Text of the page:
Margaret Thatcher's Rise to Power
Robert Pearce considers why Margaret Thatcher became Prime Minister in 1979.
She was Britain’s first female Prime Minister and our longest-serving Premier of the twentieth century. In addition, she was a dominant leader. Rather than conforming to consensus views, she was prepared to say and repeat ‘No’, and very loudly indeed. ‘The lady is not for turning,’ she once famously intoned. So intransigent did she become that cabinet colleagues had to turn on her to secure her removal, in 1990. But how did Margaret Thatcher achieve power in the first place, in 1979? Her predecessor as Prime Minister, James Callaghan, prefaced his memoirs with a quotation from the book of Ecclesiastes: ‘The race is not to the swift, nor the battle to the strong … but time and chance happeneth to them all.’ Yet surely mere circumstance could not have projected the ‘Iron Lady’ into power?
As William Wordsworth almost said, the child is mother to the woman. What in Margaret Roberts’ childhood prepared her for politics? The simple answer is her father, Alf Roberts. Having no son, he inculcated ambition into his daughter. Not only a successful grocer but also a Methodist lay preacher, he believed in thrift, self-denial and hard work. He also believed in public service, becoming a local councillor and eventually mayor of Grantham. ‘Service Above Self ’, the young Margaret Roberts believed, was engraved on the heart of the man who ‘gave me integrity’. (Others, however, have insisted that he was ‘a mean old bugger’ who exploited the young female employees in his shops not only economically but sexually.) It all meant a rather joyless childhood, but she was undoubtedly marked by her upbringing. She believed strongly in patriotism, hard work and personal responsibility. ‘Never do things just because other people do them,’ her father counselled. It was advice all the easier to take because, known at school as ‘Snobby Roberts’, she was conscious of being different from the crowd.
From Grantham she went to Somerville College, Oxford, in 1943. There she won a second-class degree in Chemistry. By this time she considered herself a ‘true blue’ Conservative. Churchill’s wartime speeches had given her a sense that ‘there was almost nothing that the British people could not do’; and her energies were increasingly being directed into politics. In 1946 she became President of the Oxford University Conservative Association. Soon she was employed as a research chemist and then as a lawyer, but politics was her consuming passion. Living in Colchester in 1947, she joined the local Conservative Association; and in 1950 and 1951 she contested Dartford, each time reducing the safe Labour majority. She was shortlisted for several other constituencies, but only in 1958 was she selected for Finchley, in North London. She was duly elected the following year, with a majority 3,500 votes greater than that of her predecessor. She entered parliament at the age of 34.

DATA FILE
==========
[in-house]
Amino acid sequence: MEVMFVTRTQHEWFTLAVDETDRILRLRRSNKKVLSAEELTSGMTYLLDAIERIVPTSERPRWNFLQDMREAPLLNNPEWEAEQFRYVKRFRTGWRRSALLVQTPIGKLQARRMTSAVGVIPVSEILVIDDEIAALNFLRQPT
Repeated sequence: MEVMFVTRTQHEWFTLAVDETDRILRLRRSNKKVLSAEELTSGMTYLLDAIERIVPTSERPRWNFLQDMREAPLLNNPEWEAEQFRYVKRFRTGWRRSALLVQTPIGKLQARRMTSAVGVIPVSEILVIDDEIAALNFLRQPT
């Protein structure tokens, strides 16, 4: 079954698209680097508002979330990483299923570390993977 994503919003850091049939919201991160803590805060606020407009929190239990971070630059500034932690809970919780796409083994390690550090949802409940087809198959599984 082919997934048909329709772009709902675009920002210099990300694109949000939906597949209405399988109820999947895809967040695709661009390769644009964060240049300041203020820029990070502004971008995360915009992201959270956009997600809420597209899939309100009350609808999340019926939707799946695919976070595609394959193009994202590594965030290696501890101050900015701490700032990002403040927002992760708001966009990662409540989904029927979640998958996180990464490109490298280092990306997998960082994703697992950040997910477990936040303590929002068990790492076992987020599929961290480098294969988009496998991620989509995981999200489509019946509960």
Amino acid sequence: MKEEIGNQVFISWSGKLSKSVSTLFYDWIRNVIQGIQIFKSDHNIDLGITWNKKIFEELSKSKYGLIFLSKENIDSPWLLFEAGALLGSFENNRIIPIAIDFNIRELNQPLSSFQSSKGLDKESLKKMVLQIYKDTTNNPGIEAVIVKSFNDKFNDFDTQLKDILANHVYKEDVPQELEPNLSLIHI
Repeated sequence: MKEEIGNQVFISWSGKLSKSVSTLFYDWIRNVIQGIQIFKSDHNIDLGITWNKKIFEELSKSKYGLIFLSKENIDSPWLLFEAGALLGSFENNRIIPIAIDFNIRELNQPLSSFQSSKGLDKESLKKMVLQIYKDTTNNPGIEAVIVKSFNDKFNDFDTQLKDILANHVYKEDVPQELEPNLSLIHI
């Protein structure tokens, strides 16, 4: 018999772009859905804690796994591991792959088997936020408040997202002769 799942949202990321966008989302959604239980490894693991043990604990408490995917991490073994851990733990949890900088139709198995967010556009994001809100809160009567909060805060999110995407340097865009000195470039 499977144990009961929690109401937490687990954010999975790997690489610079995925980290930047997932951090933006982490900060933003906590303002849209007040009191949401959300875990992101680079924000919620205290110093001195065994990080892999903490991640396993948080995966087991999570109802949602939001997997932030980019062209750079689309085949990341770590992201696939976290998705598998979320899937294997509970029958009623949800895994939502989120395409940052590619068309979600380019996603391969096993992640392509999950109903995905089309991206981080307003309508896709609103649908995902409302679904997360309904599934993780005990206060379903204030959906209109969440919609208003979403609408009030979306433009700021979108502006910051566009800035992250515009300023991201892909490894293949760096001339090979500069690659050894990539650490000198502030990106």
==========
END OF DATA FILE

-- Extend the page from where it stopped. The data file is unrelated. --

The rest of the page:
There were 25 female MPs in the House of Commons in 1959, more than ever before, but a tiny minority in a House of 630 Members. The position was generally considered too onerous for a woman, especially a wife and mother. But hers was no ordinary family. In 1951 she had married Dennis Thatcher, an affluent businessman ten years her senior; and two years later childbirth, with the production of twins, was soon out of the way. During her fortnight in hospital she worked tirelessly for her Bar finals, and within days of arriving home she found an Austrian nurse for the babies, and when they were six weeks old their first nanny arrived. At eight and nine respectively, Mark and Carol were sent to boarding schools. The latter later wrote that her mother was an extraordinary person but not an extraordinary parent.